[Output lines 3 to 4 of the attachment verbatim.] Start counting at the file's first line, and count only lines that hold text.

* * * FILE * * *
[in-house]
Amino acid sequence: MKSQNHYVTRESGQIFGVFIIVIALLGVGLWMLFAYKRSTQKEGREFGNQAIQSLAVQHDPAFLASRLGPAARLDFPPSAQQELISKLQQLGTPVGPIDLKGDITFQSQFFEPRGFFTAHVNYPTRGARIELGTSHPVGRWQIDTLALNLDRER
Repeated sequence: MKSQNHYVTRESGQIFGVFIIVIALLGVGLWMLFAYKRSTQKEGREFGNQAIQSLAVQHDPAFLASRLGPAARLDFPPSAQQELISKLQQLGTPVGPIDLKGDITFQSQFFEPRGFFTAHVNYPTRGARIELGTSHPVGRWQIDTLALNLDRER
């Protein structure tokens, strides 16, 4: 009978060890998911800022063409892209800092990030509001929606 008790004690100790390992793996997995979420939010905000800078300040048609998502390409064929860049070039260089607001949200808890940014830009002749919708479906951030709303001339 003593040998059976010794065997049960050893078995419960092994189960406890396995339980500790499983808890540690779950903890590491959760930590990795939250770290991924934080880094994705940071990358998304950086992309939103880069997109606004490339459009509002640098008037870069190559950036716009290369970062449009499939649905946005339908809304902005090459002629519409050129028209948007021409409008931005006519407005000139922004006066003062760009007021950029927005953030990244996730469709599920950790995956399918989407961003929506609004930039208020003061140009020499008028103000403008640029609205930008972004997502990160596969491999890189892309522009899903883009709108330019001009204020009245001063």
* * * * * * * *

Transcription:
Repeated sequence: MKSQNHYVTRESGQIFGVFIIVIALLGVGLWMLFAYKRSTQKEGREFGNQAIQSLAVQHDPAFLASRLGPAARLDFPPSAQQELISKLQQLGTPVGPIDLKGDITFQSQFFEPRGFFTAHVNYPTRGARIELGTSHPVGRWQIDTLALNLDRER
């Protein structure tokens, strides 16, 4: 009978060890998911800022063409892209800092990030509001929606 008790004690100790390992793996997995979420939010905000800078300040048609998502390409064929860049070039260089607001949200808890940014830009002749919708479906951030709303001339 003593040998059976010794065997049960050893078995419960092994189960406890396995339980500790499983808890540690779950903890590491959760930590990795939250770290991924934080880094994705940071990358998304950086992309939103880069997109606004490339459009509002640098008037870069190559950036716009290369970062449009499939649905946005339908809304902005090459002629519409050129028209948007021409409008931005006519407005000139922004006066003062760009007021950029927005953030990244996730469709599920950790995956399918989407961003929506609004930039208020003061140009020499008028103000403008640029609205930008972004997502990160596969491999890189892309522009899903883009709108330019001009204020009245001063």